ALICE is the experiment specifically designed for the study of the
Quark-Gluon Plasma in heavy-ion collisions at the CERN LHC. The ALICE detector
will be upgraded during the LHC Long Shutdown 2, planned for 2019-2020,
in order to cope with the maximum interaction rate of 50 kHz of Pb-Pb foreseen
for Runs 3 and 4.
The ambitious programme of high-precision measurements, expected for the
muon physics after 2020, requires an upgrade of the front-end and readout electronics
of the existing Muon Spectrometer. This concerns the Cathode Pad Chambers
(CPC) used for the tracking and the Resistive Plate Chambers (RPC) used
for triggering purposes and muon identification. The RPC will be operated with
amplification, contrary to what is currently done, with a new FEERIC front-end
chip. Regarding the CPC, a new all-in-one SAMPA chip will be used to equip the
1.1 million readout channels. For both systems the data transmission will use the
GBT chip, developed at CERN, and a Common Readout Unit (CRU) which will
send the data to the acquisition.
The Muon Forward Tracker (MFT), an internal tracker added in front of the
front absorber of the existing Muon Spectrometer, is also part of the ALICE detector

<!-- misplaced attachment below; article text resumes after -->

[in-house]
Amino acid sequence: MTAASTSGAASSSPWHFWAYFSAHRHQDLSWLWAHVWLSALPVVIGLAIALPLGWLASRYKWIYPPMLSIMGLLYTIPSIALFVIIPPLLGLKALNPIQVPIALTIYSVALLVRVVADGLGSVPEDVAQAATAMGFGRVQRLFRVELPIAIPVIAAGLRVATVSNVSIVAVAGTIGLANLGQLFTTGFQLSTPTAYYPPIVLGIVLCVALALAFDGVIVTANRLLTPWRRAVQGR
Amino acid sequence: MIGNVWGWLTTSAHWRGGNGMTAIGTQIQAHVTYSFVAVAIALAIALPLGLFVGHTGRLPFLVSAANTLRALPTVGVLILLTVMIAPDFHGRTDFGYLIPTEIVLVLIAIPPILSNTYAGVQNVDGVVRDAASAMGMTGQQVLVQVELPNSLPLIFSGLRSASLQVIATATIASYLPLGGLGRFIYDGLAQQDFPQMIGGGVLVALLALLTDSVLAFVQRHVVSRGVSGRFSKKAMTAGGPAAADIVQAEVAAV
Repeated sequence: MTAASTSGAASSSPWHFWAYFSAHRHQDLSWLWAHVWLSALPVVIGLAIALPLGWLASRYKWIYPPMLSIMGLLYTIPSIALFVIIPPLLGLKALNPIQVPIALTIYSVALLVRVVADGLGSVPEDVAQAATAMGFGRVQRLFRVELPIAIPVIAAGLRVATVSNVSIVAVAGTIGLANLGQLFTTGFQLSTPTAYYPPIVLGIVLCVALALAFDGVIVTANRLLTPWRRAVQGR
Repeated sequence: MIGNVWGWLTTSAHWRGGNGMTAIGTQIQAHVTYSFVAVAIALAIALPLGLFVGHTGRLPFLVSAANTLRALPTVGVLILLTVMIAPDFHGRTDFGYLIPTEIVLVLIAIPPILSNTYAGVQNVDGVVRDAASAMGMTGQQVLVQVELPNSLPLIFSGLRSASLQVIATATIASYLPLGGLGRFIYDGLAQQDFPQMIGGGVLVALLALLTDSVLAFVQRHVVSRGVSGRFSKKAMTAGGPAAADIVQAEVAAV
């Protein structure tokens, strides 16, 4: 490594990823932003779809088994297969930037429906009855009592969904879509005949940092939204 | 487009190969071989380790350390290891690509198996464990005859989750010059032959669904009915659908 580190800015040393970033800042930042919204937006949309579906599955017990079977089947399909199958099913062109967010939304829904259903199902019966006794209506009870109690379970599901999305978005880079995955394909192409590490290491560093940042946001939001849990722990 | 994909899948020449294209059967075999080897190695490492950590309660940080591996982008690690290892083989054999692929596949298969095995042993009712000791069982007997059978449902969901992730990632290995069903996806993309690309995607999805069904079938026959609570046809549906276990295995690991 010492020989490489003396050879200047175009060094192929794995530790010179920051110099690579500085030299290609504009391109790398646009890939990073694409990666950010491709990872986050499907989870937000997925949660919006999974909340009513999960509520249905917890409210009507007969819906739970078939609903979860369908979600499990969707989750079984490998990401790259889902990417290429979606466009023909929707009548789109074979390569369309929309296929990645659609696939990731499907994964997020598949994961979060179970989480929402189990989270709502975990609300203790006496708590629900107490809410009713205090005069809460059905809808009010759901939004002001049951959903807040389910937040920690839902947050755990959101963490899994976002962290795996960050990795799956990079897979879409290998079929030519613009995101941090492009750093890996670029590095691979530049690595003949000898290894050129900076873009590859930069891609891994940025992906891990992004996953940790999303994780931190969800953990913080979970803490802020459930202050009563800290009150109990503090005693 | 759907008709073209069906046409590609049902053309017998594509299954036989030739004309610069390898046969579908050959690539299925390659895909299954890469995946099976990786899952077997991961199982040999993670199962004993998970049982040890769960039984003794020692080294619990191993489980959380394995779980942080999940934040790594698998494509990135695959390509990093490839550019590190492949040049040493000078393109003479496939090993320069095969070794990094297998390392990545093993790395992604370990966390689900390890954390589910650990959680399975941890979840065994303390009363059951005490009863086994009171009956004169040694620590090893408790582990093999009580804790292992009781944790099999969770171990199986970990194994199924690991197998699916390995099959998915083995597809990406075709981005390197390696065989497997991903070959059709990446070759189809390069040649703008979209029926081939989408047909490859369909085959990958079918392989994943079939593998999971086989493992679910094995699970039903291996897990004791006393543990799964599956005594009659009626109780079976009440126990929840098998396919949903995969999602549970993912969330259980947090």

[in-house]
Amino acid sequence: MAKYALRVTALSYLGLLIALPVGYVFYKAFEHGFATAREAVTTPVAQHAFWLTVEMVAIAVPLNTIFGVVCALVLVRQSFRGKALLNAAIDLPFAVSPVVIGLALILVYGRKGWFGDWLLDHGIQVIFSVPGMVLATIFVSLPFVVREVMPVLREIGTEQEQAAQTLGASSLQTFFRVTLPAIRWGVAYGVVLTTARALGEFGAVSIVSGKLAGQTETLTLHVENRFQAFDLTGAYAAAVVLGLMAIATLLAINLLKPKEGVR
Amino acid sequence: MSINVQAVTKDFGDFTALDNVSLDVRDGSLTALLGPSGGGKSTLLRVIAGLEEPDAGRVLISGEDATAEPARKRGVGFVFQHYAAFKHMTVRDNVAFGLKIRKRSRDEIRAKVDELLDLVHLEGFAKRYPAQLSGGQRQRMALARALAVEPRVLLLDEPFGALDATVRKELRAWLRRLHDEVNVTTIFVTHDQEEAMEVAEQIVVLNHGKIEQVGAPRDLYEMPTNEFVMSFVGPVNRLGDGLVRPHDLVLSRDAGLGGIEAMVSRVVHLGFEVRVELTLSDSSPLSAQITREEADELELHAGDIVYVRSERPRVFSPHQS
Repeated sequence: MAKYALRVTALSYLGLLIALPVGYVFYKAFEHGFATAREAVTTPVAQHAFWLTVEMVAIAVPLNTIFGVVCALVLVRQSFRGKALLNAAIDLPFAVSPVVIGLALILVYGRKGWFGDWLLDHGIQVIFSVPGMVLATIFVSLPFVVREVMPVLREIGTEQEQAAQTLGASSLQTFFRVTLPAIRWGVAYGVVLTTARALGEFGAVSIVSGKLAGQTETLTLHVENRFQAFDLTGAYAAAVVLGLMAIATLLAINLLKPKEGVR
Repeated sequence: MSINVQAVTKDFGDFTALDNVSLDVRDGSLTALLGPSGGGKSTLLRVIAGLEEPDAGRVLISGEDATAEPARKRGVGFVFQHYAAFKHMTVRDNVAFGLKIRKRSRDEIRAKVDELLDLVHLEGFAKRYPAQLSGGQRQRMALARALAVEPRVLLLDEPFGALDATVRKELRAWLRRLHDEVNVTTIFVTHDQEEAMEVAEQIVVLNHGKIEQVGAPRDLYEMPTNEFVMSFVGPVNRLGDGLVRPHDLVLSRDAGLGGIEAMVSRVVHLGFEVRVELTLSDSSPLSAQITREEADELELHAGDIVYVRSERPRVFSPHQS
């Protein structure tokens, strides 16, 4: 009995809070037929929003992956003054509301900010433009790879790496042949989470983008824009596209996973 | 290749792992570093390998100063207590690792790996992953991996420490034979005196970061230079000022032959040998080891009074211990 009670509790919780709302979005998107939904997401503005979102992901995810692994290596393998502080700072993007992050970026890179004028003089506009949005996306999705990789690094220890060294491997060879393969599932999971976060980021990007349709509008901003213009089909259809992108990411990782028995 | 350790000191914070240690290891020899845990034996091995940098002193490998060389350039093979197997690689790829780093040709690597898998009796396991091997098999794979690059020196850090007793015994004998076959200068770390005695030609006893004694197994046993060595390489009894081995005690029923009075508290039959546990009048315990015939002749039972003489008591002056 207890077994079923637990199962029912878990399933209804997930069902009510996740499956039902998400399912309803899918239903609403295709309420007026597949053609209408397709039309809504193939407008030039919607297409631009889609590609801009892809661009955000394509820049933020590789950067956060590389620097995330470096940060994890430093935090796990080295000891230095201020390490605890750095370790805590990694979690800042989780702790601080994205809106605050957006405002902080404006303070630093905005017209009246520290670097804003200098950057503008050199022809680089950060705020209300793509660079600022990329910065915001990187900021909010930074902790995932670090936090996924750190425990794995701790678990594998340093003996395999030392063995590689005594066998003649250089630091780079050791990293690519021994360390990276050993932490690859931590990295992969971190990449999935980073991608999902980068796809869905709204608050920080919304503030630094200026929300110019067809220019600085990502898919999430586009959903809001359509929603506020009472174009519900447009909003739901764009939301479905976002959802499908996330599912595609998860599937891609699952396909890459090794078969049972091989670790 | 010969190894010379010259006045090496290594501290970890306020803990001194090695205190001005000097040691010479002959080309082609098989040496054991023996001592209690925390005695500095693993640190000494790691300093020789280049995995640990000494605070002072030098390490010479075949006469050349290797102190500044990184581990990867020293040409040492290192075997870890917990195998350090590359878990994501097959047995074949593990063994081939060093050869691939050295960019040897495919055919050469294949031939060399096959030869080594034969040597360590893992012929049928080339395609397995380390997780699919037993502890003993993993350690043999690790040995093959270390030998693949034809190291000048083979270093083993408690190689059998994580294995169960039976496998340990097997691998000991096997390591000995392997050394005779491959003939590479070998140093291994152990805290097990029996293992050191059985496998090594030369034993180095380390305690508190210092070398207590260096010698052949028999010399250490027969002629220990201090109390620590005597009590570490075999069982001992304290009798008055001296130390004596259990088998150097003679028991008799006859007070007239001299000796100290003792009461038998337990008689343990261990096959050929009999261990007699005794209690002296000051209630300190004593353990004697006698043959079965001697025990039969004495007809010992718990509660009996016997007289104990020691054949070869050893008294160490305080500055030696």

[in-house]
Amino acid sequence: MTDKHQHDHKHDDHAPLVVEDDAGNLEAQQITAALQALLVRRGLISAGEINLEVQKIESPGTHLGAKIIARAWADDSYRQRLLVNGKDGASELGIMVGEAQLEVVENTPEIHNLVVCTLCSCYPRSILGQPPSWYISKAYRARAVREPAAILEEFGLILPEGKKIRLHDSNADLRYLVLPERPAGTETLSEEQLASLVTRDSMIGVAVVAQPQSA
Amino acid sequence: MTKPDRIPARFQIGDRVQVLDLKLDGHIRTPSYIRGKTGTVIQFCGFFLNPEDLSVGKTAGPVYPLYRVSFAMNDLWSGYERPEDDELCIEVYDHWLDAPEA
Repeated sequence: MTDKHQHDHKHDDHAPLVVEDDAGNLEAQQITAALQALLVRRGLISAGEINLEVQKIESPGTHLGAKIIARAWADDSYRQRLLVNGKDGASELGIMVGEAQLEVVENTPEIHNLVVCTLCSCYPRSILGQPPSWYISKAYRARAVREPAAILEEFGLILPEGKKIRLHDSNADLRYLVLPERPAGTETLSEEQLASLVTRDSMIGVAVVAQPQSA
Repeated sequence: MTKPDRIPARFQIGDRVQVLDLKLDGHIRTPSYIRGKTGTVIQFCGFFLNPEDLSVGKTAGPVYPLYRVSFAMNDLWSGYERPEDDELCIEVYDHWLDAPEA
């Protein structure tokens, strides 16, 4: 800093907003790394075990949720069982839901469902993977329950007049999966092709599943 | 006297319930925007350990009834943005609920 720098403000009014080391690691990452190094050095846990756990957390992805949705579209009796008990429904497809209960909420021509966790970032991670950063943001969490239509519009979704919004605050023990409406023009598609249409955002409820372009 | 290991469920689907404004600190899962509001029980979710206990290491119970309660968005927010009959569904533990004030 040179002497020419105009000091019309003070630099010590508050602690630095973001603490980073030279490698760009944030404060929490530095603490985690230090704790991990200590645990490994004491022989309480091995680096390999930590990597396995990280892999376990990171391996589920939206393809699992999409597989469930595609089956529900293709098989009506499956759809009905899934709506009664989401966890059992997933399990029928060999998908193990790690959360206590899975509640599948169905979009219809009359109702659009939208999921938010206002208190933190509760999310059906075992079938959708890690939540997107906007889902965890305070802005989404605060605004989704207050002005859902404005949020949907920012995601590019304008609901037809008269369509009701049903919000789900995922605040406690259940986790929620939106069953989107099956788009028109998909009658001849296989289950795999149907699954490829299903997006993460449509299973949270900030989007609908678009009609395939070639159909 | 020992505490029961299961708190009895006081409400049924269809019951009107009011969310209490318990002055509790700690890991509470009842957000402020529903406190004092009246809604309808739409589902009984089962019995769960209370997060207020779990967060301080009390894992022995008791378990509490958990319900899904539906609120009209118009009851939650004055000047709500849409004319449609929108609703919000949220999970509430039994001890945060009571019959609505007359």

upgrade programme. It is based on an assembly of circular planes made
of Monolithic Active Pixel Sensors (MAPS), covering the pseudorapidity range
2.5 < $\eta$ < 3.6. The MFT will improve present measurements and enable new ones.
In particular, the precise measurement of the offset to the primary vertex for the
muon tracks will permit, for the first time in ALICE, the statistical separation of
open charm and beauty production at forward rapidity, rejecting at the same time
a large fraction of background muons coming from pion and kaon decays.
A selection of results from the physics performance studies will be presented,
together with an overview of the technical aspects of the upgrade project.
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